Begin at 9:00am
- To Wifi:
- ILS Guest – Password: h2ow47n8
- ILS Secure – Password: ILS*warrior
- How to get to today’s agenda:
- To each other – Enjoy a slice of delicious breakfast pizza and feel free to chat with one another! We’ll begin at 9.
He’s called each of us by name into His Kingdom, not because of what we’ve done, but because of what Jesus did.
Read what Luther had to say in his sermons regarding grace…
- “He who does not receive salvation purely through grace, independently of all good works, certainly will never secure it.”
- “Truly, then, we are saved by grace alone, without works or other merit.”
- “Notice [from John 3:16], all who believe have eternal life. That being true, believers certainly are just and holy without works. Works contribute nothing to justification. It is effected by pure grace richly poured out upon us.”
- “We receive absolution [forgiveness] and grace at no cost or labor on our part, but not without cost and labor on the part of Christ.”
- “Our salvation must exist, not in our righteousness, but…in Christ’s righteousness. …Let his righteousness and grace, not yours, be your refuge.”
Announcements & Review
1. Upcoming events:
- The next workshop date is scheduled for Thursday, November 8.
- Missouri Lutheran Church Workers Conference, November 18 -20. There are a few sessions about using technology in the classroom. Be sure to check out the sectional listings!
- #LuthEd Twitter chats take place on Monday evenings from 8:00-9:00CST throughout the school year.
2. Concordia University-Nebraska has a heart for TEC21’s mission which is to invest in the lives of teachers serving in the Lutheran schools. This is why they have partnered with us in support of our efforts. Together, we have developed a special arrangement where you may receive three graduate credits for your participation in The TEC21 Workshop Program at a cost of $80/credit hour. Some teachers have used these credits toward attaining an endorsement (option #1) or an M.Ed. (options #2, #3, and #4). Additionally, many teachers have simply used their TEC21 experience as a means to help them meet their state’s recertification requirements (option #5). Listed below are the options your graduate credits can be used for should you choose to take advantage of this opportunity:
- Instructional Technology Leadership Endorsement (15 credit hours/5 courses)
- M.Ed. in Curriculum & Instruction (36 credit hours/12 courses)
- M.Ed. in Curriculum & Instruction with ESL/ELL Emphasis (36 credit hours/12 courses)
- M.Ed. in Curriculum & Instruction with Instructional Technology Leadership (36 credit hours/12 courses)
- Non-degree completion option (for recertification purposes)
- Online Application deadline is Friday, October 19, 2018.
- Credits are valid for a period of seven years should you decide to apply them toward an endorsement or degree option at a later time.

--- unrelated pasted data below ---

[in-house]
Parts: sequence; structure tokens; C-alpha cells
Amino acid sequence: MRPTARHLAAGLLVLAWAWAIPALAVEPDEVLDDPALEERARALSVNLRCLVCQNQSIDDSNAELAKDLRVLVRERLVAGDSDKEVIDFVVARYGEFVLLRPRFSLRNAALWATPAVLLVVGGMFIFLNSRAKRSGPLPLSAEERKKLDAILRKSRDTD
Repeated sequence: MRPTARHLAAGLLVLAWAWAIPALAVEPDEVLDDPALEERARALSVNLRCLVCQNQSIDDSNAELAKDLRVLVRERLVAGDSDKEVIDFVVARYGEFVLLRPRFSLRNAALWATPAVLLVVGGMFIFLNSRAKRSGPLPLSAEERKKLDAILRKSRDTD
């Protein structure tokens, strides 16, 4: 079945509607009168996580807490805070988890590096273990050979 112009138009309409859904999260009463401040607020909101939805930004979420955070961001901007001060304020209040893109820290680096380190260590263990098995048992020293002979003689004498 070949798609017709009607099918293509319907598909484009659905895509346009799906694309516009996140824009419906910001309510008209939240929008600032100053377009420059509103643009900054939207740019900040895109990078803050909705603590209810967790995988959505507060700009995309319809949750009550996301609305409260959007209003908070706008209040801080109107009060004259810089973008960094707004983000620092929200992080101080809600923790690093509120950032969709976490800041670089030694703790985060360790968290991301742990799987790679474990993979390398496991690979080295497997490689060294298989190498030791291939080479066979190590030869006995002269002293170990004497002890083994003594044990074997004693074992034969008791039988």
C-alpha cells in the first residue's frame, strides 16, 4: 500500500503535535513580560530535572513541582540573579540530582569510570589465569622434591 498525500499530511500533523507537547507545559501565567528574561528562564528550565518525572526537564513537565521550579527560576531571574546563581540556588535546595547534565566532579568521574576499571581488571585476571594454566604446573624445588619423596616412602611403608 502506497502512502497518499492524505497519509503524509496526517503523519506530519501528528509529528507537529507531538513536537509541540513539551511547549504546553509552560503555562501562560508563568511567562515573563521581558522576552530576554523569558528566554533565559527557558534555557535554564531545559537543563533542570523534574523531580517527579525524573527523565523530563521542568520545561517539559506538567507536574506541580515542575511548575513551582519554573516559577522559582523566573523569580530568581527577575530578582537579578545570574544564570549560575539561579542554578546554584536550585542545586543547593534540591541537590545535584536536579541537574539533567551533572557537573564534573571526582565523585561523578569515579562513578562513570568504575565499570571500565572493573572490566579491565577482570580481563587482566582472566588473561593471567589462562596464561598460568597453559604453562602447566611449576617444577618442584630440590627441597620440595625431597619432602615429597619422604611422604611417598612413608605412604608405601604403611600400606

- Have questions? Email Jodi Groeteke at Jodi.Groeteke@CUNE.edu or call her at 402.643.7144. She is the Director of Graduate Enrollment and is very helpful!
- Your workshop facilitator will use the following rubric to assign a letter at the end of the program: TEC21 Grading Rubric.
3. Wow! Look at how many Lutheran school teachers are now a part of the TEC21 Educators community! Isn’t it awesome what technology can afford us to do? This is powerful and a game changer for Lutheran educators today. It’ll enable us to support one another in-between workshops this school year and for many years to come 🙂 #TEC21lcms #LutheranSchoolsThrive #LuthEd
Any “How to” questions regarding the Google+ community? How do I add a picture to my profile? How do I link a web page when I post? How do I manage my notifications?
4. Let’s take some time to reflect on last month’s TEC21 Challenges and share experiences. What were some successes? Tell us about any challenges you faced?
Each month, we’re going to provide several relevant resources for you to digest in advance of our workshops as a means to get your creative juices flowing. They’ll be included in the pre-workshop emails you receive the week prior to each session. Our intent is that they help you to grow as a life-long learner and lead to practical applications for your teaching ministry. Enjoy!
2. NMC Horizon Report 2017 K-12 Edition -trends in education
3. 8 Things to Look for in Today’s Classroom: George Couros
4. Connected Educator Month – October
1. Discover the value of digital storytelling.
2. Explore digital storytelling tools and resources to use with your students.
3. Identify a tool or resource to share with another teacher at your school.
“The question that must be asked every day is, ‘What is BEST for this learner?'” ~ George Couros
- What is digital storytelling?
- How do we get started?
- What are some different formats of digital storytelling?
Sometimes, it’s intimidating to get started, but the truth is, we only need is a…spark!
Traditional Book-Style Storytelling
- When most students think of a story, they think, “book.” Before we lead them out of the box, so-to-speak, digital storytelling can look a lot like traditional books. Here is a link to a couple of examples…